'Oversight' blamed in crash of fighter jet Wing fasteners missing since Jan. 1996, panel finds

December 13, 1997|By Jay Apperson | Jay Apperson,SUN STAFF

As investigators sifted through the wreckage of a stealth fighter that crashed in Baltimore County, they quickly focused on a white, gutter-shaped piece of half-inch-thick aluminum.

On the piece of metal, taken from inside the crumpled jet's wing, they found four holes where they should have found four bolts and white paint where they should have found bare metal.

In a news conference at Martin State Airport yesterday, Air Force Col. John H. Beard pointed to the recovered part as the key piece of evidence in the probe of the F-117A crash Sept. 14. Announcing a panel's finding that "unintentional maintenance oversight" was to blame for the crash, he said the missing bolts caused the plane's left wing to weaken and fall off.

Beard said the fasteners had been missing since January 1996, when the wing component was taken apart, stripped of paint, reassembled and repainted.

Two later inspections, including one performed after a pilot reported that the plane's wing seemed to be misaligned, failed to uncover the oversight, he said.

"In my opinion, the check perhaps could have been a little more thorough," Beard said.

Incomplete maintenance records have prevented investigators from pinpointing which Air Force technicians incorrectly installed the part, Beard said.

He also said the problem was "isolated" and that no similar problem was found on the remaining 53 Air Force stealth fighters.

The fighter crashed into a Bowleys Quarters neighborhood while making a flyby as part of an air show at the Middle River airport. Thousands of spectators watched as the plane's left wing broke off and the plane tumbled from the sky.

The plane exploded in a fireball that damaged two houses, but the pilot parachuted to safety and no one was seriously injured. Residents have been compensated nearly $300,000, said Col. Victor Donovan, head of the Air Force team handling damage claims.

After the crash, the Air Force convened a five-member investigation board. In explaining the findings yesterday, Beard, a command pilot who led the first air combat mission in the Persian Gulf war, said Lockheed Martin engineers quickly zeroed in on the "Brooklyn Bridge" assembly.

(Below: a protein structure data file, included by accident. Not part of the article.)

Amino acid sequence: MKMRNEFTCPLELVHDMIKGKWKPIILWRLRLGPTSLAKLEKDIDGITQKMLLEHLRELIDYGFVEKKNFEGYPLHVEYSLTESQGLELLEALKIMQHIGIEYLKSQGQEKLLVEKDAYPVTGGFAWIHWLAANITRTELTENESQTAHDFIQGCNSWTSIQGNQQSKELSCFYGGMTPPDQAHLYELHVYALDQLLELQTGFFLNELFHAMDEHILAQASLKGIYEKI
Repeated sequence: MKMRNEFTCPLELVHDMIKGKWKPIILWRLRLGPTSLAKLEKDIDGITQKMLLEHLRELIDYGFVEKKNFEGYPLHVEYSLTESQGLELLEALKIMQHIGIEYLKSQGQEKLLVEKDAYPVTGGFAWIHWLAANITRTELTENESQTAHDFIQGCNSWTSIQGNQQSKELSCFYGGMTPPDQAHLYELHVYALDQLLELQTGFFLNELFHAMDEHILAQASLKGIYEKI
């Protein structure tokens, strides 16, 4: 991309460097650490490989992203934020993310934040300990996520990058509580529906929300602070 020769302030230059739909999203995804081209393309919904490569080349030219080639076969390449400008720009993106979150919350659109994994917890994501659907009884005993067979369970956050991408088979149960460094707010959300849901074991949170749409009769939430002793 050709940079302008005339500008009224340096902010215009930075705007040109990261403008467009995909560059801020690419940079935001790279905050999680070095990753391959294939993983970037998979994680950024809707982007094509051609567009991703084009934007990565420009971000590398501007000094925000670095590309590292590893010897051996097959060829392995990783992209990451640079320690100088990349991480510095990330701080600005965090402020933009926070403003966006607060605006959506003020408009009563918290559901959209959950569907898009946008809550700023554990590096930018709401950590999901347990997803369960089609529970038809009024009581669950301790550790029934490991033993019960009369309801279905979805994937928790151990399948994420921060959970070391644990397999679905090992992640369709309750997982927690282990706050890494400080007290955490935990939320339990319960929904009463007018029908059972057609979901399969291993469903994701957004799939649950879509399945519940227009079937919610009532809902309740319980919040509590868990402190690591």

"It was before my board was even convened, which was two weeks after the crash, that Lockheed's engineers had already discovered that, in fact, four fasteners were not there and were well on their way toward determining that the four fasteners were the cause," Beard said.

He also explained how the paint job told the tale: Most holes were surrounded by a thin, unpainted ring -- the outlines of the fastener collars. But four holes showed no such ring and showed white paint inside the hole.

Beard said the plane's design was changed several years ago when a steel plate was added to the assembly to stiffen the wing. When the plane's wings were removed and reinstalled in January 1996 at Holloman Air Force Base, N.M., four of five fasteners in a section of that part were left off, according to the report.

Because the plate obscured the missing fasteners, no one could have seen the mistake without removing the assembly, which would have taken 14 man-hours, Beard said. "Based on the evidence, it is my opinion that the accident was caused by unintentional maintenance oversight during the left Brooklyn Bridge assembly re-installation in January 1996," he said.

In July 1996, the wing assembly was inspected at Holloman by three technicians using a mirror and a flashlight to look for loose and missing fasteners, but no problem was discovered, according to the report.

A year later, a "chase pilot" behind the fighter reported that part of the left wing seemed to be 2 inches higher than it should have been, but a check did not uncover the problem.

Beard said it will be up to commanders at Holloman to determine whether any technicians should be disciplined.

Pub Date: 12/13/97

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